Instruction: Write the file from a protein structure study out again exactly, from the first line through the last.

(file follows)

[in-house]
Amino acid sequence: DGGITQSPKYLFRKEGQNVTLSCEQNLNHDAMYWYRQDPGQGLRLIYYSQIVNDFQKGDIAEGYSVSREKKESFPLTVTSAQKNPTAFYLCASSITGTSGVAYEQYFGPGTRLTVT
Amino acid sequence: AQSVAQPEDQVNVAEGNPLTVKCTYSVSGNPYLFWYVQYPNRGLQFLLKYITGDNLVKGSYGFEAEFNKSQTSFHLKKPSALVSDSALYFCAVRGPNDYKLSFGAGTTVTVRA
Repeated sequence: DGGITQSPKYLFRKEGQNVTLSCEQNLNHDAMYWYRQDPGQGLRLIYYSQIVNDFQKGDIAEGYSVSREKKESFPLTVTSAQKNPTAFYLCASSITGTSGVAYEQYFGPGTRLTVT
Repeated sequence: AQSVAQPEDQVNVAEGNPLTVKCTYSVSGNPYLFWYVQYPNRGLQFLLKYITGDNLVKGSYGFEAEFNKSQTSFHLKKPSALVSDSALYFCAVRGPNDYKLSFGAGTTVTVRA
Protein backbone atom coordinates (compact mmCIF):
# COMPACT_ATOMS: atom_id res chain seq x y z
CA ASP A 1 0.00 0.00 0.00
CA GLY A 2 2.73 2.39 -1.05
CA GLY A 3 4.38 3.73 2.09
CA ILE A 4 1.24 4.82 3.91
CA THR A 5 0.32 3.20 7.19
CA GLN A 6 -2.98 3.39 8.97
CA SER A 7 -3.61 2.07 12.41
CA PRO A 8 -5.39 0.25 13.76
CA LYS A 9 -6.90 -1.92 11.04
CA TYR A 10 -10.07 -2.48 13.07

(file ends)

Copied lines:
[in-house]
Amino acid sequence: DGGITQSPKYLFRKEGQNVTLSCEQNLNHDAMYWYRQDPGQGLRLIYYSQIVNDFQKGDIAEGYSVSREKKESFPLTVTSAQKNPTAFYLCASSITGTSGVAYEQYFGPGTRLTVT
Amino acid sequence: AQSVAQPEDQVNVAEGNPLTVKCTYSVSGNPYLFWYVQYPNRGLQFLLKYITGDNLVKGSYGFEAEFNKSQTSFHLKKPSALVSDSALYFCAVRGPNDYKLSFGAGTTVTVRA
Repeated sequence: DGGITQSPKYLFRKEGQNVTLSCEQNLNHDAMYWYRQDPGQGLRLIYYSQIVNDFQKGDIAEGYSVSREKKESFPLTVTSAQKNPTAFYLCASSITGTSGVAYEQYFGPGTRLTVT
Repeated sequence: AQSVAQPEDQVNVAEGNPLTVKCTYSVSGNPYLFWYVQYPNRGLQFLLKYITGDNLVKGSYGFEAEFNKSQTSFHLKKPSALVSDSALYFCAVRGPNDYKLSFGAGTTVTVRA
Protein backbone atom coordinates (compact mmCIF):
# COMPACT_ATOMS: atom_id res chain seq x y z
CA ASP A 1 0.00 0.00 0.00
CA GLY A 2 2.73 2.39 -1.05
CA GLY A 3 4.38 3.73 2.09
CA ILE A 4 1.24 4.82 3.91
CA THR A 5 0.32 3.20 7.19
CA GLN A 6 -2.98 3.39 8.97
CA SER A 7 -3.61 2.07 12.41
CA PRO A 8 -5.39 0.25 13.76
CA LYS A 9 -6.90 -1.92 11.04
CA TYR A 10 -10.07 -2.48 13.07